Years ago, a dear friend of mine wanted to apply to Physician Assistant programs. She had a non-medical related bachelors and was working as an EMT for an urban 911 organization to gain experience. She felt she needed a physician recommendation to complement her application.
I suggested she ask her medical director for a recommendation. She was resistant because she was relatively new and he really didn’t know her. So, I recommended that she reach out to him, tell him her aim for a year from now, and ask what she could do to ensure he was able to see her performance and feel comfortable in 12 months to write a great recommendation. She followed the advice, he agreed, and a year later he wrote a wonderful recommendation that I’m sure contributed to her acceptance to a great program.
Over the years, I have encountered people who wanted to build a relationship or advance their career through a contact, but felt awkward reaching out to someone important and making that connection. I’m not sure their actual reasoning, but I predict they thought it would feel strange, or the important person wouldn’t respond, or that they wouldn’t know what to do if they responded. They missed an opportunity.
Why is this topic worthy of a blog post? I have found many people wish to reach out to someone they admire or see as important, but hesitate because they think they are too important, too busy, or they are nervous the person will judge them in a negative way. In my experience, most people are just normal folks, are approachable and, those worth knowing, are more than happy to respond to an email or phone call and make time for you.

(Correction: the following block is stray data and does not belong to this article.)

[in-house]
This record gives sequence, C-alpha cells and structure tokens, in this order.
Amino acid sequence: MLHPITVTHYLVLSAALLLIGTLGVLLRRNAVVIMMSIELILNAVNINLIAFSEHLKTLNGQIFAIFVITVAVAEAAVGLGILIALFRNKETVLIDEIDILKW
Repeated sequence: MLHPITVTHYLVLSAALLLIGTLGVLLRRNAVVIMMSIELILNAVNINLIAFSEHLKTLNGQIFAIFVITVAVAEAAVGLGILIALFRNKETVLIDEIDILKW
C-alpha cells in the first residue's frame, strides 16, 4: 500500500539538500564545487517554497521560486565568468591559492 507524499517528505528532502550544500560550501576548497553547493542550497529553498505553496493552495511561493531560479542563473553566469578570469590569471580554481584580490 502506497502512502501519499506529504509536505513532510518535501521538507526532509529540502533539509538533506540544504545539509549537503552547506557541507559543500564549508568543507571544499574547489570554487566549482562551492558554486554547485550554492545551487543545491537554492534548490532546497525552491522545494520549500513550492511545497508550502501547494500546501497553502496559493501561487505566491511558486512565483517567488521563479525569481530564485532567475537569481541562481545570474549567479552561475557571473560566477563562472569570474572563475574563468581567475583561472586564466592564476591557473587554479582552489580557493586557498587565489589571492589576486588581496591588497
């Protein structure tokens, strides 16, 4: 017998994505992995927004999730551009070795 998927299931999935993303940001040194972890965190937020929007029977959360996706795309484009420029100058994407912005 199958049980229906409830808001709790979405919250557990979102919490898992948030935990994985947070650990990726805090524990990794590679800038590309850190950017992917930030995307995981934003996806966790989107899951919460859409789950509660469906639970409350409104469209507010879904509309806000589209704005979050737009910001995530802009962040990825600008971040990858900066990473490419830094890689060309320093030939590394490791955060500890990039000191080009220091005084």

What has reaching out to people that felt out of reach done for me?
- On more than one occasion, I have reached out to an industry leader who later transformed my career and spring boarded me to a new level of learning and opportunity.
- I’ve had dinner with a celebrity and given personal tickets to their show.
- I’ve started conversations and met with senior leaders of major national and international organizations.
- I’ve learned from thought leaders behind great research.
- I’ve benefited from leaders coaching me on how to achieve career results.
- I’ve opened the door to publish an article in a publication or do a talk at an important meeting.
This list is not comprehensive, but the theme is true. I reached out to someone, shared who I was and what I was trying to accomplish, and I was respectful of their gift of time. More times than not, the act of reaching out has offered many benefits and few negatives. Those that have not responded or have not been open to my connection have always been folks I didn’t want to connect with after all.
Next time there is someone you wish to know, take the time to craft a concise email or phone message sharing what you are trying to accomplish and asking for a convenient time to visit. Be respectful of the time you receive by being prepared and focusing on learning. Thank them for their time.
It may feel awkward to ask, but the rewards are many and people are wonderful to meet (including leaders). I always remember the saying: A stranger is a friend you haven’t met yet. Who should you reach out to today?
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PDSA Time Unknown
PDSA Learning – No specific learning. I’m on the road and again doing this post the day before it’s due. I was not motivated to take the time to write but pushed through. Scheduling a post for the next day helps getting it done. Web stats, shares, retweets remain the same. Still feel like I have limited data from readers of whether I am providing value. Need to develop test to ask for comments or interaction.